9 min. read
Ione Avila-Palencia is a Postdoctoral Research Fellow at the Drexel University Urban Health Collaborative, working with the SALURBAL project. She previously worked at ISGlobal, Barcelona Institute for Global Health on the EU funded project PASTA (Physical Activity through Sustainable Transport Approaches). Her dissertation examined associations between urban environment, transport behaviours, and different health outcomes in European and US cities.
Could you talk about some of your current principle research interests?
I have had two different stages to my research career. My PhD focused on the association of transport behaviours with different health outcomes. Nowadays I am more focused on how cities are designed, and how this is associated with health outcomes. I’m also starting to look at how this is associated with environmental outcomes too. Yet, in the end, transport and city design are very connected, so I see myself studying transport and movement within the urban fabric.
There’s a global concern over a crisis of immobility in urban societies, which has been linked to poor mental and physical health. This has been amplified during COVID-19. Could you talk about this link between immobility and health?
Firstly, there is an association between physical activity and mental health. This is broad as you have different domains of physical activity. You have physical activity that you conduct in your leisure time, and then perhaps physical activity when you commute to and from work. In my case, I focus on active transportation which is physical activity that is undertaken when moving from A to B. I particularly look at movements that are a routine so, for example, commuting.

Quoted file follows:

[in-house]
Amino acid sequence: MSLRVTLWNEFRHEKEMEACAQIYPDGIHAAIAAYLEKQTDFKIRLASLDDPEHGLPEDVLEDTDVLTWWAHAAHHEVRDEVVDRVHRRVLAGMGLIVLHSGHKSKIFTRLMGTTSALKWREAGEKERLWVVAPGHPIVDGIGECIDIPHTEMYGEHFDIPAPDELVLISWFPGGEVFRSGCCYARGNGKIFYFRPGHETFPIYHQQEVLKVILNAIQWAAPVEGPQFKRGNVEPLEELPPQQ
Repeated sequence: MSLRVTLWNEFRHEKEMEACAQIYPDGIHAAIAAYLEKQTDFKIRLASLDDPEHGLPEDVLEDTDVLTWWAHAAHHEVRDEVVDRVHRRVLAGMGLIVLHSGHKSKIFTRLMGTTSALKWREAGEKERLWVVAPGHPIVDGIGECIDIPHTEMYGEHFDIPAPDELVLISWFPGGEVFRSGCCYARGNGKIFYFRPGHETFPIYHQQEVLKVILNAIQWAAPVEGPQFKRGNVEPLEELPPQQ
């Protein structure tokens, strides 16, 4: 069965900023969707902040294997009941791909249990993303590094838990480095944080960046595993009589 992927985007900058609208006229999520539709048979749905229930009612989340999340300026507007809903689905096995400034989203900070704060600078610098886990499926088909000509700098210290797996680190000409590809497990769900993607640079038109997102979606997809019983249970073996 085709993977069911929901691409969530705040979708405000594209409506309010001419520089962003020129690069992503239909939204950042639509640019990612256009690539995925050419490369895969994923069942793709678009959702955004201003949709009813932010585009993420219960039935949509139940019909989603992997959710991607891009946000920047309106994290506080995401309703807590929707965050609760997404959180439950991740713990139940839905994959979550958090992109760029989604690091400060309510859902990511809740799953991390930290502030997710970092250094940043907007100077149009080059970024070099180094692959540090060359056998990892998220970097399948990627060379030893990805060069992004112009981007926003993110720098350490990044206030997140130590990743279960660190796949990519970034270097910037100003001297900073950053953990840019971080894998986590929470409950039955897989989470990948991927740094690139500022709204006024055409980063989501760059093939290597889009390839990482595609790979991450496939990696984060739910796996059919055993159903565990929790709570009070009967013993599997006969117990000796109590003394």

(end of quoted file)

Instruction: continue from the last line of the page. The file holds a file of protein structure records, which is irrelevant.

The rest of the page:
A study we conducted used PASTA data to look into different transport modes including cars, motorbikes, public transport, cycling and walking. Some of those modes are sedentary, and some are more active. The most interesting result we found was that the transport mode that showed the strongest results was cycling – a great find! It showed that walking and cycling are strongly and positively associated with mental health, which is consistent with other studies. The mechanisms of being physically active have a positive effect on mental health, including the reduction of your stress levels. Another study we did that produced interesting results looked at the environment through which people commuted. Commuting by active transportation through green space creates those mental health benefits.
Loneliness and social isolation are growing issues in cities. Do you think that active travel can counteract this?
When we look at mental health, we look at social interaction and levels of loneliness. Cycling and walking show higher levels of social interactions. Research has been done in the environmental psychology sector that looks at how a person’s perception of their environment changes depending on the mode of transport they use. The researchers conducted an interesting experiment that looked at people’s perception of a scene in a park in which three men were talking with one another. Results showed that a person’s perception of the scene depended on the mode of transport the person was using when they passed by. Those in a car tended to be suspicious of the three men talking in the park and would wonder what they were up to. Those who passed by on a bike could hear some of the conversation and laughter being had, and recognised it as positive interaction. Those who walked by would perhaps recognise one of the men, or hear their conversation in more detail. It showed that active transportation is a key element of the social fabric of a city. It’s slower, you have more direct interaction with the environment you are exposed to in comparison to being stuck inside a car.
Cycling has been linked to many economic benefits. For example, studies report that commuters who cycle take fewer sick days and are more productive. Could you talk about the economic impact of cycling?